Quotation by Voltaire

Shakespeare, who was considered the English Corneille, flourished at about the time of Lope de Vega. He had a strong and fertile genius, full of naturalness and sublimity, without the slightest spark of good taste or the least knowledge of the rules.... After two hundred years most of the outlandish and monstrous ideas of this author have acquired the right to be considered sublime, and almost all modern authors have copied him.... It does not occur to people that they should not copy him, and the lack of success of their copies simply makes people think that he is inimitable.
Voltaire [François Marie Arouet] (1694–1778), French philosopher, author. "On Tragedy," letter 18, Letters on England (1732).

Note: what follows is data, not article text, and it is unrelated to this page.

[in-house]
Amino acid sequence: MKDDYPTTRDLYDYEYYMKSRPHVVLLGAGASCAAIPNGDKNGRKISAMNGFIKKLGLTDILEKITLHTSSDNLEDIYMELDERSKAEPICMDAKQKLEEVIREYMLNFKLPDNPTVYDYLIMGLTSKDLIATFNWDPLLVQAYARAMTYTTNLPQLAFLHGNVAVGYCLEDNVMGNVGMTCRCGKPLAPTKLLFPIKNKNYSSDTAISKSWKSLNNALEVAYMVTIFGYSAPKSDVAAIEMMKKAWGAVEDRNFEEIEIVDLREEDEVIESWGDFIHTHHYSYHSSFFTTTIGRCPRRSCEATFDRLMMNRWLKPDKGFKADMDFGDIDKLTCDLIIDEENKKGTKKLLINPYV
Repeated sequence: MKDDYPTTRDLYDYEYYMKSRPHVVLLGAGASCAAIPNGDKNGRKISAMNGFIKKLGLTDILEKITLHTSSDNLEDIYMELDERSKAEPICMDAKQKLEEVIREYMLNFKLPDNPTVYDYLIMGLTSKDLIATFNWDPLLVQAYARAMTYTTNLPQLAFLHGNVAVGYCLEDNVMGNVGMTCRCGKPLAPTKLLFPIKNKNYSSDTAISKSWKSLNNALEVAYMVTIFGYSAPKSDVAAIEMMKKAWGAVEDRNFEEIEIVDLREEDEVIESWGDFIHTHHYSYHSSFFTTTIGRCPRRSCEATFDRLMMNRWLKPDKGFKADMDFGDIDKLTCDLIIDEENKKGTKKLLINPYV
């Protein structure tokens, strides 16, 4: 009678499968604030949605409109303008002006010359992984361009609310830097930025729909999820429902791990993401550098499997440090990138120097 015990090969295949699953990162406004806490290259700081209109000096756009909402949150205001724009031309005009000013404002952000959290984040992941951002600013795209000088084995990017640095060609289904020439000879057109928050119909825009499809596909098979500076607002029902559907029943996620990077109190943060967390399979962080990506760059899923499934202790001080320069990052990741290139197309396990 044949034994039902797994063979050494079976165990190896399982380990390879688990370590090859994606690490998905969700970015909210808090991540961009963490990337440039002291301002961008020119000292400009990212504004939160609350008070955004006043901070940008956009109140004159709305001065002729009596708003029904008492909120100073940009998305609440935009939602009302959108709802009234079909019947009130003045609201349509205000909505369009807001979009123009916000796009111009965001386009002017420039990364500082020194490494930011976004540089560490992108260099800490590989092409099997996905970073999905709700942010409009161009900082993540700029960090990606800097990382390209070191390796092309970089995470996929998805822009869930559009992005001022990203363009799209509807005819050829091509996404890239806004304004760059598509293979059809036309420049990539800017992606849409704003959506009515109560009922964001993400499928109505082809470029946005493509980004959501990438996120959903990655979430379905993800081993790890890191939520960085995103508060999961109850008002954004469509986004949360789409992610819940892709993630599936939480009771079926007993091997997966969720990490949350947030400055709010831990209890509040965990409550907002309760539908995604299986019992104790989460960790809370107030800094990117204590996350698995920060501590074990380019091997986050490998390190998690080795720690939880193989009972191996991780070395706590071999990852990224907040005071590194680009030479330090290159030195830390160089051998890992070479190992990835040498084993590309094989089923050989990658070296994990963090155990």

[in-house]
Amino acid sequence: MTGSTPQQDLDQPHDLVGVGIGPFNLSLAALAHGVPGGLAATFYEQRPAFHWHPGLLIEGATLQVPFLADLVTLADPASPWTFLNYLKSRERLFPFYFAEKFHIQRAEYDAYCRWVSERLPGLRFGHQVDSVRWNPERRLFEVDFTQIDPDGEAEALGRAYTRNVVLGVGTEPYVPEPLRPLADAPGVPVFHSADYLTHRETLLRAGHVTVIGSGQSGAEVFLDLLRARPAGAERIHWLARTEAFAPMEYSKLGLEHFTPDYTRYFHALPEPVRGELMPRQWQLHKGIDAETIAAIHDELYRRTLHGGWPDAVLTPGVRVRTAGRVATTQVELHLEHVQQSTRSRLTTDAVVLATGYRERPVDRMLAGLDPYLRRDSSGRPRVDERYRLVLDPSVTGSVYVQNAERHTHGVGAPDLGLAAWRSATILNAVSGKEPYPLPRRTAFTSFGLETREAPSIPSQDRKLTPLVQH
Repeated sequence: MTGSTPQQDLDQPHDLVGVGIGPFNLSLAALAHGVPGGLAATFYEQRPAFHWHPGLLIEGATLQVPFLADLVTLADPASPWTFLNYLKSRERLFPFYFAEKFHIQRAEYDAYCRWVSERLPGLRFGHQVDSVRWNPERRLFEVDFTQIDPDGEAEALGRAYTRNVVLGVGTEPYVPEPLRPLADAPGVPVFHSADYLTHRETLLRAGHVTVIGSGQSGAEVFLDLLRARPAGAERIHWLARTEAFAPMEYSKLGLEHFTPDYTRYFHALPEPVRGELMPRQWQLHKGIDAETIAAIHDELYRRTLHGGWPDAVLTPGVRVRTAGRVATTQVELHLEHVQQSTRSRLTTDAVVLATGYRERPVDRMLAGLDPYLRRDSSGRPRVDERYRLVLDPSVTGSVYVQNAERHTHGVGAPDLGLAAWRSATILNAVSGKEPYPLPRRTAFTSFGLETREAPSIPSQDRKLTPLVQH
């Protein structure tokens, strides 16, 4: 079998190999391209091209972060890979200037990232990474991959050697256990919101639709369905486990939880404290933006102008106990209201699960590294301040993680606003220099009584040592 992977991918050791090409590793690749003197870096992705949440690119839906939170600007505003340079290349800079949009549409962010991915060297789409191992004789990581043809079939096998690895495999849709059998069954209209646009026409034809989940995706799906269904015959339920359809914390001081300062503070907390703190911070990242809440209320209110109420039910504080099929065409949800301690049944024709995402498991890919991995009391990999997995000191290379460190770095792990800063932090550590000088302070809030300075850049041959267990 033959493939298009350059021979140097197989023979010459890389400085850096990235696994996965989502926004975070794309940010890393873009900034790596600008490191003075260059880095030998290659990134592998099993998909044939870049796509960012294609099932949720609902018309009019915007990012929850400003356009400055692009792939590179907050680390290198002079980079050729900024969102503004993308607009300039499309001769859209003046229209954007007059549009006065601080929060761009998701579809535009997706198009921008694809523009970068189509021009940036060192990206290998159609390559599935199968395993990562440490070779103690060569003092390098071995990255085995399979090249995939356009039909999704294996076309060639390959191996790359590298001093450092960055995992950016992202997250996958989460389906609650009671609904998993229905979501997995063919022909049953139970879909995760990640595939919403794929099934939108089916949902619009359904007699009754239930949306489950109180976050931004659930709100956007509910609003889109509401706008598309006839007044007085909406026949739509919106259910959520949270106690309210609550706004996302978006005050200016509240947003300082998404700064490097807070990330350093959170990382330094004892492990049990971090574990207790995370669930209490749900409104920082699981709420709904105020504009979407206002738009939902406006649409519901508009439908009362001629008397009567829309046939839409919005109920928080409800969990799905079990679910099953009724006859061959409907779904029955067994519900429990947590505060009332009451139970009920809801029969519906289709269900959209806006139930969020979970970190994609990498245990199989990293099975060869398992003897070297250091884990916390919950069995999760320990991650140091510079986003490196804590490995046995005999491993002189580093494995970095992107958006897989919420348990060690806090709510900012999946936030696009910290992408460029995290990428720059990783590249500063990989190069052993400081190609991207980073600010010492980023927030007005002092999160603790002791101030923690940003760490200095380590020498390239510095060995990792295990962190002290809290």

Surprise me with a
The Columbia World of Quotations © 1996, Columbia University Press.
Licensed from Columbia University Press. All rights reserved. Except as otherwise permitted by written agreement, the following are prohibited: copying substantial portions or the entirety of the work in machine readable form, making multiple printouts thereof, and other uses of the work inconsistent with U.S. and applicable foreign copyright and related laws.
Copyright ©  2014 Dictionary.com, LLC. All rights reserved.
About PRIVACY POLICY Terms Careers Advertise with Us Contact Us Suggest a Word Help